Dell defends green IT strategy
The PC maker defends its green credentials, arguing that it is responding to environmental concerns about technology, despite criticism from groups including Greenpeace.
Dell, the US computer maker, is claiming it has achieved its lofty environmental targets ahead of schedule.
During a roundtable event in London today the world’s number two PC company explained that it set itself the challenge of becoming carbon neutral by the end of this year, but reached this milestone some 30 days ago.
“I just met this morning with a group of government chief information officers. The UK government has embraced this goal of carbon neutrality by 2012 and they’re looking to Dell to say ‘You’ve already gone carbon neutral, how have you done that? Tell us about virtualisation,’” said Dell’s co-founder and chief executive Michael Dell.
“There’s an easy part which is we’ve saved our customers $2.8 billion and that gets the attention of a chief information officer. The underlying interestedness is growing around the world at a tremendous rate. We see customers here in the developed world, we see customers in China that are interested in this. When we can introduce a product, such as a new blade server that uses 25 per cent less energy than one from a competitor but that is also a superior product, what’s not to like?”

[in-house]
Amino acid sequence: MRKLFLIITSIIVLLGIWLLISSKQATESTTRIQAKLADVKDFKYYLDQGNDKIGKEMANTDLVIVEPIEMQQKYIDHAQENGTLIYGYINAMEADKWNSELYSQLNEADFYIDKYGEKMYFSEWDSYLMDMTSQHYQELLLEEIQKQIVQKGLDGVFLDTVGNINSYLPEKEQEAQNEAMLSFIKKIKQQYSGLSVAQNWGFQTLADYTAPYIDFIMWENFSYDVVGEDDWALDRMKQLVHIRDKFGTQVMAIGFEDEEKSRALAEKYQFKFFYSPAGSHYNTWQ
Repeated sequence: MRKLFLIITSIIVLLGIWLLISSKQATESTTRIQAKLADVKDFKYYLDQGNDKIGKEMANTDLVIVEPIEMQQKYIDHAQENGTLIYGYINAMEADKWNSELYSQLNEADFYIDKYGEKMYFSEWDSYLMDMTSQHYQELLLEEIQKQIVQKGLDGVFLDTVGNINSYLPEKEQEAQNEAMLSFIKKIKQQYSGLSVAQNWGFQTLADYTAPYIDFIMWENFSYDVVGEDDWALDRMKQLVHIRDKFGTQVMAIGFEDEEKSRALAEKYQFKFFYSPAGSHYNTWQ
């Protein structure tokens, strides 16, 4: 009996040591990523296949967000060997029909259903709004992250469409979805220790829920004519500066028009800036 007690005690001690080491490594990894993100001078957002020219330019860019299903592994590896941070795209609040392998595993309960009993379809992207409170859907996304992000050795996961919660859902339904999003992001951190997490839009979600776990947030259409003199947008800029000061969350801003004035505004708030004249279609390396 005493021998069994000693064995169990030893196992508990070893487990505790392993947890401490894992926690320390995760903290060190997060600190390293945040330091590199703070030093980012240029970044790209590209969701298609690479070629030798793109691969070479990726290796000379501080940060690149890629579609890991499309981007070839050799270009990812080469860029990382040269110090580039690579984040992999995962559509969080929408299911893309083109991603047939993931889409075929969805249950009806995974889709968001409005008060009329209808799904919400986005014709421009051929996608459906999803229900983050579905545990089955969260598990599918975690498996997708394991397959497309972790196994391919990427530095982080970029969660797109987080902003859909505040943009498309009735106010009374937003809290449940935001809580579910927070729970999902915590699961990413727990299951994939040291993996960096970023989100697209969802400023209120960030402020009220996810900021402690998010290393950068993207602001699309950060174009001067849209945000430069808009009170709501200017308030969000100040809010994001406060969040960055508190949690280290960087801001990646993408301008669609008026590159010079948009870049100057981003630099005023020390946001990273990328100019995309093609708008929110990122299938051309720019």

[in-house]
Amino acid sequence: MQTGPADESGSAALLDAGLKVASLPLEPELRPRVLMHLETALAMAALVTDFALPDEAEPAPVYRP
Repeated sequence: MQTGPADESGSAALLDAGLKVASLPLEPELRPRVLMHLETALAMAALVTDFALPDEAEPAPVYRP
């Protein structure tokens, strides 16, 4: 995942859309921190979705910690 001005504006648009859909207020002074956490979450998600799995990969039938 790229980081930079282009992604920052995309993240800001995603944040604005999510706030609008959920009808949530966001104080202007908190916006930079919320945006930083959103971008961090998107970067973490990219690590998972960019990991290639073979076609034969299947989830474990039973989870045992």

Despite the current credit crunch and talk of customers buying less hardware from the company as a result, Dell argued that enterprise customers will be willing to pay a bit more to go green if it will save them money in the longer term.
“Let’s say I told you I was going to sell you a product that would save you $300 over the three years that you were going to use it but it would cost you $30 more. Would you pay $30 more to save $300 over three years?” he added.
“The thing I’ve seen change dramatically is that a year ago when you went to a chief information officer and said ‘Hey, we’ve got these new products that save energy,’ a lot of them would react by saying ‘Well the energy’s not in my budget, it’s not my problem.’ Energy costs have gone up so much and the issue is now getting so much attention that they’re being held accountable for the energy consumption. Companies are seeing energy cost become a big factor in their spending. And also, they’re being held accountable from a social standpoint.”
However, Dell was quick to defend his company when IT PRO’s sister title PC Pro brought up the subject of a recent report from environmental activist group Greenpeace.
The report, The Greener Electronics Guide gave Dell an environmental score of 4.7 out of 10, side-by-side with HP and Toshiba and better than Apple, Microsoft and Nintendo in terms of the ‘greenliness’ of its products.
“I haven’t read their latest report. I’m sure what you would see if you looked at a variety of inputs and organisations is that we do stand above others on a broad measure of these sustainability indexes,” he said.
“…What a number of firms have done in Japan is they’ve introduced one model that has a very, very green footprint and it might be something that is one per cent of their sales. That’s a nice thing to do as a test but doesn’t really change the equation in terms of the volumes. Greenwashing is what it’s usually called.”